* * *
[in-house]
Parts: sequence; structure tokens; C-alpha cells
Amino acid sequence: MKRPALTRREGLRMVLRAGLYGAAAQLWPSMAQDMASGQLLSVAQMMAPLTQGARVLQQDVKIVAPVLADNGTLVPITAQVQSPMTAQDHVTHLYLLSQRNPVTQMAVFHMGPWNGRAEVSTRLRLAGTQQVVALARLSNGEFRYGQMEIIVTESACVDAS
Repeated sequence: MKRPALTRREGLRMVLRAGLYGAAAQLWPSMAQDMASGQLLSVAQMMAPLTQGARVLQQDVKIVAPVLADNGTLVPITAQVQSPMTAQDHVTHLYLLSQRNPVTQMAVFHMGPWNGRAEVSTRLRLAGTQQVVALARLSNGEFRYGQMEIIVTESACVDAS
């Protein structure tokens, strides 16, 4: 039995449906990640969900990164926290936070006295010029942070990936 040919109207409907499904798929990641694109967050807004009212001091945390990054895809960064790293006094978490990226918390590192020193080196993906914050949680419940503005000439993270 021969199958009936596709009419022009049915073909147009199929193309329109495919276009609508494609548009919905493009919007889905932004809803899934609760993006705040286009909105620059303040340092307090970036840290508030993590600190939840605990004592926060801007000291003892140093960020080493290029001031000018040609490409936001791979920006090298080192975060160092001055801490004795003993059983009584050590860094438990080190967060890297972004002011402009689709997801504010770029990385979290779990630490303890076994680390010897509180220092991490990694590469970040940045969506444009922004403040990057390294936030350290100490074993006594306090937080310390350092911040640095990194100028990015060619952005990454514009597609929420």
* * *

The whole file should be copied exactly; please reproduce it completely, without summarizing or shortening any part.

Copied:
[in-house]
Parts: sequence; structure tokens; C-alpha cells
Amino acid sequence: MKRPALTRREGLRMVLRAGLYGAAAQLWPSMAQDMASGQLLSVAQMMAPLTQGARVLQQDVKIVAPVLADNGTLVPITAQVQSPMTAQDHVTHLYLLSQRNPVTQMAVFHMGPWNGRAEVSTRLRLAGTQQVVALARLSNGEFRYGQMEIIVTESACVDAS
Repeated sequence: MKRPALTRREGLRMVLRAGLYGAAAQLWPSMAQDMASGQLLSVAQMMAPLTQGARVLQQDVKIVAPVLADNGTLVPITAQVQSPMTAQDHVTHLYLLSQRNPVTQMAVFHMGPWNGRAEVSTRLRLAGTQQVVALARLSNGEFRYGQMEIIVTESACVDAS
């Protein structure tokens, strides 16, 4: 039995449906990640969900990164926290936070006295010029942070990936 040919109207409907499904798929990641694109967050807004009212001091945390990054895809960064790293006094978490990226918390590192020193080196993906914050949680419940503005000439993270 021969199958009936596709009419022009049915073909147009199929193309329109495919276009609508494609548009919905493009919007889905932004809803899934609760993006705040286009909105620059303040340092307090970036840290508030993590600190939840605990004592926060801007000291003892140093960020080493290029001031000018040609490409936001791979920006090298080192975060160092001055801490004795003993059983009584050590860094438990080190967060890297972004002011402009689709997801504010770029990385979290779990630490303890076994680390010897509180220092991490990694590469970040940045969506444009922004403040990057390294936030350290100490074993006594306090937080310390350092911040640095990194100028990015060619952005990454514009597609929420």